Cooking food and making music

Not being a major gourmet, I’d never considered any link between the respective arts of cooking food and music making until recently. What triggered it was attending the funeral of a friend’s mother, a Jamaican lady of the Windrush generation who had made her transition in December 2021 at the age of 85.

Among the tributes given was one by a woman who as a thirteen year old had attended a cookery class delivered at Bradford West Indian Parents Association by this Jamaican ‘auntie’, and another Caribbean lady. By all accounts these two women were a joy to work with, yet with a formidable strictness that would have made Gordon Ramsay quake in his chef’s hat. In her tribute, she recalled one class in which she took out a notepad and pen to write down in great detail the directions given to her. Noticing the skeptical looks of her teachers, the conversation that followed ran a little like this:

“Weh yu doing?”

“Oh, I’m just writing down the ingredients.”

“No need, love. All yu need in the kitchen is yu hands, yu eye, and yu mout’.”

It wasn’t until I thought about this anecdote the following day that it struck me how much this approach has in common with music making. The sense of going by your own feel and intuition rather than following a strict format. The feeling of being in the moment, where the piece of music doesn’t have to be identically played every day, sticking rigidly to the same arrangement. In this way, the same meal/piece of music will be different each time but still taste good.

I’m sure people have experienced how food prepared by sticking to the letter of a recipe book usually doesn’t taste right. It’s as though there’s something missing. Even more in keeping with the musical process, I’ve seen a couple of cookery articles where writers are saying it’s OK to make mistakes in the kitchen, embrace them! I’d be willing to bet that some of the tastiest meals were created despite the misgivings of the cook believing they’d put either too much or too little of an ingredient, over-cooked it, etc.

To end on a culinary note, here’s Candy Mckenzie performing ‘Ice Cream’, with Lee Scratch Perry at the controls.

WHY MUSIC THEORY BOOKS CAN HINDER LEARNING MUSIC

The best way to begin learning music theory is probably to ignore music theory books as much as possible. Along with books I’ll also include Youtube tutorials and blogs – most of them, anyway. Though for the time being, do please continue to read this one.

Use your ears

As a foundation I’d always advise learning the musical alphabet – which might sound a bit obvious but you’d be surprised how many musicians haven’t done this. A picture chord book at the start of your musical journey can also be invaluable, as it helps you to see how chords are put together.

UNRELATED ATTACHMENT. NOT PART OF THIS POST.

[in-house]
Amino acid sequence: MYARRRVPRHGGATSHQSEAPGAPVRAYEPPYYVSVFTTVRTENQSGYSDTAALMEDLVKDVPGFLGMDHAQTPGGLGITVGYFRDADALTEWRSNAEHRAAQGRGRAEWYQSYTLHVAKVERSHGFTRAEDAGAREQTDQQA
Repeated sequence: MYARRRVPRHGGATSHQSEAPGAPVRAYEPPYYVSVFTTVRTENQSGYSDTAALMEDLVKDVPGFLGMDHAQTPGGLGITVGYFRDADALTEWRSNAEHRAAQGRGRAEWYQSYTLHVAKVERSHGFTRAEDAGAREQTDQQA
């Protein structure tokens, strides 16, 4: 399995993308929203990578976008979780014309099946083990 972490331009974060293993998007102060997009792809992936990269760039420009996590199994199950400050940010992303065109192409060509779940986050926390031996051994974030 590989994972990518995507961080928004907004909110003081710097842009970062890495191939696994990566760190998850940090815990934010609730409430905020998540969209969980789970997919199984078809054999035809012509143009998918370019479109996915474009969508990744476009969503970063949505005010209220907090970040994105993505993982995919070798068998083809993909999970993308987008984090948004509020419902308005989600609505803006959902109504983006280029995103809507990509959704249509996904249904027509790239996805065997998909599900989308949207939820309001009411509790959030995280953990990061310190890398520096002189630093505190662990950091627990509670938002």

Apart from that, you learn much more by using your ear. Sit down with your instrument and put on a recording of a song you want to learn. Be patient; play back any tricky sections and with time and persistence, you’ll get it.

If you find playing by ear difficult, then put in extra work. There are many good tutorials on Youtube that can help in this area. Get hold of a song book or chord chart that has the chords for particular songs you’d like to learn but don’t become too reliant upon song books either. I would also say avoid all apps like the musical version of the plague – not just because they get things completely wrong at times, but because you aren’t using your ears. Your listening ability is the most important skill you have as a musician (apart from avoiding being financially ripped off), and there are no short cuts.

Drawbacks of theory books

Music theory books basically do this: They will look at a selection of pieces of music. It’s then noted that many composers at a certain time were using particular kinds of chords, rhythms, approaches to melody etc.

Music theory books usually say something on these lines: “This is how a chord progression works. This chord is always followed by that one…” Unfortunately, what most of these books don’t tell you is that musicians have always CONSISTENTLY broken or ignored these ‘rules’.

Imagine how confusing it would be to learn loads of music theory, and then try to learn and understand a song. It would be even more confusing for someone to write a piece of music, having never used their ears.

So, when SHOULD you learn music theory?

First of all, you should only learn it if you think it’s really going to help you, otherwise do what works for you.

I think it’s best if you start once you’ve got enough experience of learning songs by ear under your belt to begin with.

In general, sheet music, music theory, and video tutorials on youtube can be useful, in moderation. Their number one flaw is that they each fail to develop the listening skills.

You can learn all the rules of grammar in the world, but that on its own can’t teach you how to write or tell a great story. The same goes for music theory. This is why there are so many instances of artists who haven’t gone through academic music training that have come up with brilliant tunes.

There are some things you can only learn by doing, by putting the books to one side and putting the ears to work.